January 9, 2018 - A Conversation with Donna Patalano, Middlesex DA Candidate

Compiled by: Jacob Kramer

Donna Patalano is running as a progressive, reformist candidate for Middlesex DA.


The incumbent, Marian Ryan, has had the office for over 30 years, and while not among the very worst DA's (she did not sign the letter against the Criminal Justice Reform Bill) she is not exactly good. Middlesex County has about 1/4 of the state's population, with 54 towns and cities including Cambridge, Somerville, Medford and Malden. A better DA could have a have a huge material impact on thousands of lives.

Patalano is positioning herself as more Progressive than DA Ryan. She comes from a working class background in a Union family, has worked as both a prosecutor and defense attorney (for indigent clients), has worked to get wrongly convicted people out of jail, has run internal ethics offices, and built a database of "bad cops". Having worked on both sides of the law, she talks about the perspective she has gained, and how she understands that the system is unequal for defendants, especially poor people an POC. She seems a competent administrator and a credible messenger for ideas that may not have hit the mainstream.

In many cases she spoke of the powers and discretion vested in the DA's office, especially when it comes to sentencing, bail, and pleas. There were moments where she indicated she could be a True Reformer:

● Praised Larry Krasner and said he inspired her to run

● Said there was "no reason" Middlesex could not have the "most progressive DA's office in the country"

● Echoed sentiment that less than half MA residents feel that Criminal Justice System is working

● Said that lack of discretion from DA's office has led to mass criminalization, over-incarceration, mass racial disparities.

● Said she might have it "easier" than Krasner b/c Philly PD is a unified force. There are over 50 police departments in Middlesex county, which makes them more fractured, less powerful.


Here is a list of questions that Jacob compiled from asking various groups (e.g. DSA). Thanks to everyone who sent in questions!

Q: How would they limit/abolish the use of solitary confinement (torture)

This is not within the DA's purview, but is hopeful that the Legislature will abolish it this Spring. DP did characterize solitary confinement as undignified and a disgrace to our justice system. Described the dire conditions she had seen at an MA jail, where inmates are confined for 23 hours and have 1 hour access to a "dog run". Would use the bully pulpit to get rid of Solitary.

Q: Would they commit to ending cash bail?

Wants "bail reform" and against cash bail and feels like it is not useful in most cases. Did not speak of abolition but spoke of discretion, and training ADA's to ask for the right amount. Cited the fact that pre-trial incarceration is up 110% since 2013 as a reason she is running. Wants to reduce this, use text message follow-ups to get people to appear in court.

Q: Would they commit to significantly lowering the rate of prosecution of cases? (did not ask explicitly)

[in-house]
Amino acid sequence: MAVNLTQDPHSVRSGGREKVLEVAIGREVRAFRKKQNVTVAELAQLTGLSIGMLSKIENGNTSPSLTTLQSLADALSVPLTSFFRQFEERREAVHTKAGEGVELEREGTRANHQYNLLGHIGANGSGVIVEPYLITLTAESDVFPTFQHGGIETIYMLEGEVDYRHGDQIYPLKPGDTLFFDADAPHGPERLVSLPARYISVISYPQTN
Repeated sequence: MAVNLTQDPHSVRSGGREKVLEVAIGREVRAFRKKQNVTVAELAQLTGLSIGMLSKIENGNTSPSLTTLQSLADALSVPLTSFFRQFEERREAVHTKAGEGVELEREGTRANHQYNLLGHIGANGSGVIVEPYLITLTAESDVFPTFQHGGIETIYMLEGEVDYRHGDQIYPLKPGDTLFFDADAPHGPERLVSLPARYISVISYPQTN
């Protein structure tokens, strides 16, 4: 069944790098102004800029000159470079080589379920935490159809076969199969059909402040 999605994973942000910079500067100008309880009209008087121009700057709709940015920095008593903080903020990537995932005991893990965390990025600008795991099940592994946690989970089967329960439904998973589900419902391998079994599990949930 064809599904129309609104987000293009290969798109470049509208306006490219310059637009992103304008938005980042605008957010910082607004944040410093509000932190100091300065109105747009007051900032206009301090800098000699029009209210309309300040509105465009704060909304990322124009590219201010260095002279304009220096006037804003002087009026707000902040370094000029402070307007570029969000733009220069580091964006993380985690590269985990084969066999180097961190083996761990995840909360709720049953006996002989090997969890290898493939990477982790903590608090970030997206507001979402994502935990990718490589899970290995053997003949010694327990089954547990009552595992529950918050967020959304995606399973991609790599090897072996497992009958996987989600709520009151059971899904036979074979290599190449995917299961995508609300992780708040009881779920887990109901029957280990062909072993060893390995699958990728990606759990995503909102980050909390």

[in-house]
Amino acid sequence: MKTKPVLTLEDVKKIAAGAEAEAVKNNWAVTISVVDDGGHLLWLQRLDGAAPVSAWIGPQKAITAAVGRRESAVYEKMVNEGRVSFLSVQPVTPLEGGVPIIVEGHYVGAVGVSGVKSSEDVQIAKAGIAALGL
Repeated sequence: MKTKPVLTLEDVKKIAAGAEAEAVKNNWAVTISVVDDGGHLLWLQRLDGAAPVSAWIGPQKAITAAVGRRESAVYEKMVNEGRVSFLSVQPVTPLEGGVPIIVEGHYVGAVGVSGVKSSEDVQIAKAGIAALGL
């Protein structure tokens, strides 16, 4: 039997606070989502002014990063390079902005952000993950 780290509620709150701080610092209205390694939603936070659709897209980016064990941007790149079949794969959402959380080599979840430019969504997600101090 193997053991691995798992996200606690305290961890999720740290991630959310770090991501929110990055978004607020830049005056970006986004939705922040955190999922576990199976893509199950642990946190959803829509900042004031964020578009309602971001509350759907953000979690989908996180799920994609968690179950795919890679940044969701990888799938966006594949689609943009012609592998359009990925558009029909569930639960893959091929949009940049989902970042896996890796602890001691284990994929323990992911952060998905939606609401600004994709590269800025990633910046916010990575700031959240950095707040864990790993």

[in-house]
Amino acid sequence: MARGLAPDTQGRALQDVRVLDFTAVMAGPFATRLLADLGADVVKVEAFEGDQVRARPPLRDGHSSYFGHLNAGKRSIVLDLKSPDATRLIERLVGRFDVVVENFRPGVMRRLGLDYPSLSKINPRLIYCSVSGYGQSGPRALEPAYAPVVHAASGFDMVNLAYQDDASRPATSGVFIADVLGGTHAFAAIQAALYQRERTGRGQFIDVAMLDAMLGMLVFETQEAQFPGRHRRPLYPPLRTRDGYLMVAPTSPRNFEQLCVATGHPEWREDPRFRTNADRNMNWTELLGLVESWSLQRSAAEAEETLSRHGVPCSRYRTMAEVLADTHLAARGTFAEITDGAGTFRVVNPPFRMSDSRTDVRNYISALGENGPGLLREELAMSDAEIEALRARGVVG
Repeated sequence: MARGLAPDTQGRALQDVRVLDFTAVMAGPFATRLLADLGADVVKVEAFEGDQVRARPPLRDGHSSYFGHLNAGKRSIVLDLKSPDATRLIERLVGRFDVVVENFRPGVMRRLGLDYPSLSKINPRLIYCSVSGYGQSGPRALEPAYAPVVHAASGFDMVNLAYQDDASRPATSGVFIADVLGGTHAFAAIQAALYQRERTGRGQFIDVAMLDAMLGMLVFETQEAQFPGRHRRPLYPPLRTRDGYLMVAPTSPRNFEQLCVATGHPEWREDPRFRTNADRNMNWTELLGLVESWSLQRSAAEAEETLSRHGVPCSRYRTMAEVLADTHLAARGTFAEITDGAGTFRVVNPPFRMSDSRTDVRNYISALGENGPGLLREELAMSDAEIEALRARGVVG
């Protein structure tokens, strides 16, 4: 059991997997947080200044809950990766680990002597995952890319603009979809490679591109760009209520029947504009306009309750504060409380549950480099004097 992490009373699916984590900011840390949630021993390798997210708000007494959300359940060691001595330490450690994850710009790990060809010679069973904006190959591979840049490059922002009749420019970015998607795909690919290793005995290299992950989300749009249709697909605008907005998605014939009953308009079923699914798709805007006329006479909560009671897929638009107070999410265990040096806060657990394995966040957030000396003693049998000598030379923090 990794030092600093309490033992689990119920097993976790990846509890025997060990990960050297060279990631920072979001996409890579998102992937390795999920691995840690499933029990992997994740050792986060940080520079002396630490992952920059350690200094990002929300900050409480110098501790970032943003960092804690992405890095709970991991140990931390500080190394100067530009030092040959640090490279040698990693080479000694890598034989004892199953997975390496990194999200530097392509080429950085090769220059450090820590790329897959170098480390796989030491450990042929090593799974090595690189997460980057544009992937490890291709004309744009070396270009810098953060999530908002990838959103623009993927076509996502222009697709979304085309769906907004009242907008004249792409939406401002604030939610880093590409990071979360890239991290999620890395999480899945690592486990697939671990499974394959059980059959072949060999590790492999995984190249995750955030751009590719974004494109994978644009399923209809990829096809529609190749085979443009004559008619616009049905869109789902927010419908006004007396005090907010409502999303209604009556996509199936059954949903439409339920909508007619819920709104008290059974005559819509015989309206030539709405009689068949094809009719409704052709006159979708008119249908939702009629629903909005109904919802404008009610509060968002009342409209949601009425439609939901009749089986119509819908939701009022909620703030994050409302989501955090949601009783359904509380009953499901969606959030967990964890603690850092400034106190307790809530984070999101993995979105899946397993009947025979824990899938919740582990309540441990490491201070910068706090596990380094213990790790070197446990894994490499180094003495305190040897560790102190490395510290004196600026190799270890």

DP Spoke about discretion, indicated that much more discretion is offered to white people in rich communities than POC in poorer communities. Wants data on "inputs" to the system— what plea deals are offered by ADA's, what sentences are asked for, rates of declining to prosecute across geography and race, etc. Apparently this data is not available, and would be the first step to building a case to show how prosecutors are being harder on vulnerable populations.

Q: Would they commit to a policy of treating addiction as a public health problem, not a criminal one?

Did not ask, but this is from her website:

Let’s treat mental health and substance abuse as public health issues. Donna will work with the Trial Court to support the drug court initiatives and expansive diversionary programs, dedicating trained staff to collect data so that we can learn what works and how the right candidates may benefit from rehabilitation and treatment instead of incarceration.

Q: What will she do to end use of excessively lengthy sentences? (did not ask explicitly)

Spoke about developing better sentencing guidelines, so that DA's are not incentivized to ask for maximums.

Q: Would she consider ending life in prison sentences altogether?

No. Feels like Life in Prison for 1st Degree Murder is the "only mandatory minimum" she is in favor of.

Q: I do see on her website she supports restorative justice; how will she grow these programs?

She is interested in RJ as a solution to recidivism, which she feels is one of the core failures of the Justice system. Wants to expand partnerships with non-profits that do RJ, have staff in the AG's office dedicated to RJ, and expand it to not just cover 'first time offenders'. Will look for funding wherever she can find it; from Leg, foundations, etc.

Q: What is her position on wiretapping and disclosures about surveillance equipment such as Stingray?

Did not come out against enhanced wiretapping capabilities. Said that MA needs "reform" because it is too difficult for cops to get surveillance permits and Law Enforcement "needs tools" -- she also said she was not familiar with the legislation currently being proposed and could respond in more detail later. As for Stingray, she said she thought Boston is no longer using it, but did not talk about the DA interceding in the use of such technology.